Replacing rhetoric with "honest discussion" key to tackling innovation problems: David Watters
May 1, 2019
Canada needs industrial sector strategies, innovation targets and an innovation strategy that is fundamentally an export strategy. As part of this bolder approach, the federal government also needs to admit it has an innovation performance problem that requires solutions led by the private sector, not-for-profits and post-secondary institutions.
It was a familiar refrain from a former assistant deputy minister turned innovation consultant who told delegates to the 18th annual RE$EARCH MONEY conference that the government’s upbeat rhetoric on innovation performance does not reflect the reality.
“Canada’s innovation strategy, industrial strategy, trade strategy and emerging skills strategy all need to be integrated. Right now they’re being treated as silos. We need to make sure that internally we’re collaborating and trying to be much smarter in terms of representing our interests abroad. It is a very tough world out there in which we’re a very, very small player,” David Watters, president and CEO of Global Advantage Consulting Group, said during his keynote address in Ottawa.
Ottawa, he stressed, needs to have an “honest discussion” on concrete actions to address these persistent challenges.
“We continue to be on a downward path, through both federal governments (the former Progressive Conservative government and the current Liberal government) and through six innovation strategies,” Watters said. “Each innovation strategy has had some success, but overall it certainly hasn’t changed the dynamic of some of the fundamentals of how we’ve been performing. Other countries, our trading partners, are performing much better.”
Canada’s GDP on R&D (which includes both the public and the private sectors) was expected to reach $34.5 billion in 2018, according to Statistics Canada. But according to Watters, Canada would need to spend an additional $18 billion per year just to reach the “average” annual R&D spending of about $52 billion for Organization for Economic Cooperation and Development (OECD) countries.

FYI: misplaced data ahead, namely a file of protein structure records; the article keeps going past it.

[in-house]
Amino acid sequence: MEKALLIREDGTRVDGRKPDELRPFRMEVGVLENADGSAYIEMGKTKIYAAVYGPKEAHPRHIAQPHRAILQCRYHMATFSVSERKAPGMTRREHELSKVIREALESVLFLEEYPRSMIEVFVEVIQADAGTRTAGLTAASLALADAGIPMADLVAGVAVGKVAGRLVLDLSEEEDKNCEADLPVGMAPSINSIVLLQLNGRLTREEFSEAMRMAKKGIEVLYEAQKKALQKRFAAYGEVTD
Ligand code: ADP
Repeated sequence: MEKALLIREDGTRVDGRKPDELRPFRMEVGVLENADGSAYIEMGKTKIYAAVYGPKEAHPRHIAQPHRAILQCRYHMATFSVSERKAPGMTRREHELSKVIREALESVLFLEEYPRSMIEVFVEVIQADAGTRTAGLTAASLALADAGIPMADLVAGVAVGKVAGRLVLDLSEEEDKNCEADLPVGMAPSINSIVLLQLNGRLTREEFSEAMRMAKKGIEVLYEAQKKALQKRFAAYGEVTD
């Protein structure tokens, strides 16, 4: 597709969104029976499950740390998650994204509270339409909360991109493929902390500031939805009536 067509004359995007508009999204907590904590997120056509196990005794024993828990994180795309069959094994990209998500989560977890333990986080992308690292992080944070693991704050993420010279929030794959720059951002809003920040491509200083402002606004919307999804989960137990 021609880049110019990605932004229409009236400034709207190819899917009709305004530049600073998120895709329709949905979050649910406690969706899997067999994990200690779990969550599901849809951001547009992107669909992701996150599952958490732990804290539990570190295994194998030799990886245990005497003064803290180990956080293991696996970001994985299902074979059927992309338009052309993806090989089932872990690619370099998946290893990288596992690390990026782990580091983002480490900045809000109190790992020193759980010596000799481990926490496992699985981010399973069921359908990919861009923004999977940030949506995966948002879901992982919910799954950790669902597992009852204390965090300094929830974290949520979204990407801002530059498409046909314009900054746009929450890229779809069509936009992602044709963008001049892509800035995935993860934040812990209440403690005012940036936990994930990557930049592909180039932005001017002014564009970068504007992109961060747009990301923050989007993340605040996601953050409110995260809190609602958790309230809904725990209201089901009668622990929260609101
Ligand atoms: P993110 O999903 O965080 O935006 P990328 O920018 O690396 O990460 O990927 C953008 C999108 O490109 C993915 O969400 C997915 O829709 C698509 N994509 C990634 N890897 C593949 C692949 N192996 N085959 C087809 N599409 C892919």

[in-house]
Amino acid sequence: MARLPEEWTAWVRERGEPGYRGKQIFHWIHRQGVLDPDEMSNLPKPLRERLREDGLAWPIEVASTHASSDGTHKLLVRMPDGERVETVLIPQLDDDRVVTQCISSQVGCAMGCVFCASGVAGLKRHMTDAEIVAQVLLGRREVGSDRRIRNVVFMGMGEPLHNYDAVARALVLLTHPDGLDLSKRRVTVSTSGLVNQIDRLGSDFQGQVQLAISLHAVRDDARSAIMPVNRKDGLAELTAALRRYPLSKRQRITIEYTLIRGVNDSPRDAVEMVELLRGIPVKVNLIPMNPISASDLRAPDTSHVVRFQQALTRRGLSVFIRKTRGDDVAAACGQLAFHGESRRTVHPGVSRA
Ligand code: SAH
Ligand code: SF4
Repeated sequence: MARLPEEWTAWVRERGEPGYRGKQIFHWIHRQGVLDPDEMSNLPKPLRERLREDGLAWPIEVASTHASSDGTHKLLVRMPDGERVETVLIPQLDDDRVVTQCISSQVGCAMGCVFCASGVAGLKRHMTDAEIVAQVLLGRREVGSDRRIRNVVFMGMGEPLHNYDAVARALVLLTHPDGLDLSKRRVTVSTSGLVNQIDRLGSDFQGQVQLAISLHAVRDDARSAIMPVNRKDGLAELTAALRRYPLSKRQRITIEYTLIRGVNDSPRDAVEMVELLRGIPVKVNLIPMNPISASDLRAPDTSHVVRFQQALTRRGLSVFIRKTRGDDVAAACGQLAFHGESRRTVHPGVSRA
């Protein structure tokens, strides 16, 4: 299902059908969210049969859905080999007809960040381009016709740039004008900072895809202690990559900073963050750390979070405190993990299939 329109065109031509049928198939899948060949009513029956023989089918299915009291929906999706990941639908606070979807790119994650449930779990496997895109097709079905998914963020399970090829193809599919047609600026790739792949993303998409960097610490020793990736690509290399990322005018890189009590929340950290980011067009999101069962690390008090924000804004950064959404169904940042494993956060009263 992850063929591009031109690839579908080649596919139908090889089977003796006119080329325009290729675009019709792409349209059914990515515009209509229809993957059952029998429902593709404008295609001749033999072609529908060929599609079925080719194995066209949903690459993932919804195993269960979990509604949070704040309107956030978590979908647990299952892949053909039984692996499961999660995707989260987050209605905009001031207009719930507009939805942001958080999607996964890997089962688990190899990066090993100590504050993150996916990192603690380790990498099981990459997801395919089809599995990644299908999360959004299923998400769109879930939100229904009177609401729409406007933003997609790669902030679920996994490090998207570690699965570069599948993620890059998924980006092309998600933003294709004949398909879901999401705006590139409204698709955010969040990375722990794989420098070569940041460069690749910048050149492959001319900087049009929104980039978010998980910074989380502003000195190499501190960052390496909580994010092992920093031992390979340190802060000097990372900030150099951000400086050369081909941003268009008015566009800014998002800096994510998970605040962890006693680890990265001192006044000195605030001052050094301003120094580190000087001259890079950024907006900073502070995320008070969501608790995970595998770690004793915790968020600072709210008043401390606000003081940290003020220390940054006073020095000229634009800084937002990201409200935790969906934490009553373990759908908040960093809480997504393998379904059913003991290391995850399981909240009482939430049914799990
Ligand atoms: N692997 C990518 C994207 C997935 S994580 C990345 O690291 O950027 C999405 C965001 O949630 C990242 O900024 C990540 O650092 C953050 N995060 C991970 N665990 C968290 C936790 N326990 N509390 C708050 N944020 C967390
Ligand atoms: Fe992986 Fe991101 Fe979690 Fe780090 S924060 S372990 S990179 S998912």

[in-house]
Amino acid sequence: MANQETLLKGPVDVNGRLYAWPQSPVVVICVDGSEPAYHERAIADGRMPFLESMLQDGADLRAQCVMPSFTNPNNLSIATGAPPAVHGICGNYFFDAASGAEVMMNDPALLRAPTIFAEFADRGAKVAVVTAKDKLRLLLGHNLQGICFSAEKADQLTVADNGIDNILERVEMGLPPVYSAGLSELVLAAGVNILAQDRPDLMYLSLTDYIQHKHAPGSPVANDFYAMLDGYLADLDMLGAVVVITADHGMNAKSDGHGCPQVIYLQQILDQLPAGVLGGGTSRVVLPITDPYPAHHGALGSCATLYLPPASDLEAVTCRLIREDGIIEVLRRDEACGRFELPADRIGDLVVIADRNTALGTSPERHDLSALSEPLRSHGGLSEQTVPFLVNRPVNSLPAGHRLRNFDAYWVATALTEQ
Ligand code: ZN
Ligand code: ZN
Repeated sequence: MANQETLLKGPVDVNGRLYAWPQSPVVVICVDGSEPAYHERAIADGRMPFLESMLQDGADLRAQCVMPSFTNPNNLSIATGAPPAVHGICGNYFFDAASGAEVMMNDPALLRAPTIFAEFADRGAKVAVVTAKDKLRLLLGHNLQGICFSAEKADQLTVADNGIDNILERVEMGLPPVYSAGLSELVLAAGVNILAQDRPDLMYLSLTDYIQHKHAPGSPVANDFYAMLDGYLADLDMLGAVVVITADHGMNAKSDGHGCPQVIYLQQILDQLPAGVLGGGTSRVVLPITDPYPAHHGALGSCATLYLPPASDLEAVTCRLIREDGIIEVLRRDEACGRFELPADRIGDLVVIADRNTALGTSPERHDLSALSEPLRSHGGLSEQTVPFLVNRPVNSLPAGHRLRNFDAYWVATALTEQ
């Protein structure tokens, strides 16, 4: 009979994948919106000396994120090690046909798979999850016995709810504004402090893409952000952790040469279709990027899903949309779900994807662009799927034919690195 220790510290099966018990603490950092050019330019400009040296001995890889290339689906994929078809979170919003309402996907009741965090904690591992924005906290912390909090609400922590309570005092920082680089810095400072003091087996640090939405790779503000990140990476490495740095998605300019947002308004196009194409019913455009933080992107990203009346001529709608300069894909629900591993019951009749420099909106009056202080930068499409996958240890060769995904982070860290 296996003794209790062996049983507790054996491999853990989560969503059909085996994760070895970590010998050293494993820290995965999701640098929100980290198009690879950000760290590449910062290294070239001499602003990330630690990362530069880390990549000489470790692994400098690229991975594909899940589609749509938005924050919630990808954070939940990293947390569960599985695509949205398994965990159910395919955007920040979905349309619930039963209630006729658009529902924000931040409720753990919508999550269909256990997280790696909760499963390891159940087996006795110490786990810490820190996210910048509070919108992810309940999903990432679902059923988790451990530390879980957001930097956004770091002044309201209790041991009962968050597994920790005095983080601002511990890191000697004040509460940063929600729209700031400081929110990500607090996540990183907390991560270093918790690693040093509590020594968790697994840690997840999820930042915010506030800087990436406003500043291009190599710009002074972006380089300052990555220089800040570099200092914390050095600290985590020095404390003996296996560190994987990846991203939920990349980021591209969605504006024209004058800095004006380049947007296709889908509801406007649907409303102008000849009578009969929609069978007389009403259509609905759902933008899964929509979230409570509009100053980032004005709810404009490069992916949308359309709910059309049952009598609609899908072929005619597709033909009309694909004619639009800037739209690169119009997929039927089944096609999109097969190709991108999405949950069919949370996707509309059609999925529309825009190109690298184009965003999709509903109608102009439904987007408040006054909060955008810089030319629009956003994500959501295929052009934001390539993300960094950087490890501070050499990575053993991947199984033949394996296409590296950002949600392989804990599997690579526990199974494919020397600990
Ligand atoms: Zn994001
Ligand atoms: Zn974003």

OECD data for 2017 show that Canada spent about 1.6% of its gross domestic spending on R&D, compared with 4.55% for Korea, 3.2% for Japan, and 2.71% for the U.S. “We need to invest more money in the R&D and innovation system on quite a significant scale,” Watters added.
Budget 2019 earmarked $552 million for new federal spending on research and innovation initiatives over the next two years. However, given the size of Canada’s economy (about $2 trillion GDP), Watters said this amount isn’t likely to have a significant impact on the country’s R&D base and innovation. “I would suggest it’s rather a meagre amount of money.”
Canada ranks a respectable 18th out of 120 countries on the Global Innovation Index 2018, in terms of innovation inputs such as research institutions, university research and infrastructure. But when it comes to innovation inputs versus outputs such as product growth, intellectual property and exports of knowledge-intensive services, Canada ranks a mediocre 61st.
It’s a similar story at the provincial level, noted Watters. A 2018 Conference Board of Canada report gave eight provinces a D or D- grade for innovation performance.
Canada’s quality at life at risk
Watters referred to another report, “Building a Nation of Innovators,” released in February by Innovation, Science and Economic Development Canada. It bluntly states that “without immediate and targeted action that builds upon existing strengths and addresses key gaps and weaknesses along the innovation continuum that drives growth, Canada will fall even further behind, putting its high quality of life at risk”.
Watters concurred: “Let’s acknowledge that we have a problem, and how can we work together collaboratively to make it better.”
One perpetual issue is that Canada still has silo-like “vertical” government structures and innovation programs that are not structured or aligned in terms of research or innovation capacity. Watters said this is a particular challenge when it comes to exploiting new global technologies such as artificial intelligence and cybersecurity that cut horizontally across disciplines and sectors.
There is also an imbalance between outward flowing foreign direct investments (FDI) of $100 million, versus inward FDI flows of about $31.5 million. Watters suggested some Canadian businesses are finding it easier to invest abroad than in Canada. Canada needs to identify and implement incentive structures to keep businesses investing and growing here, he said.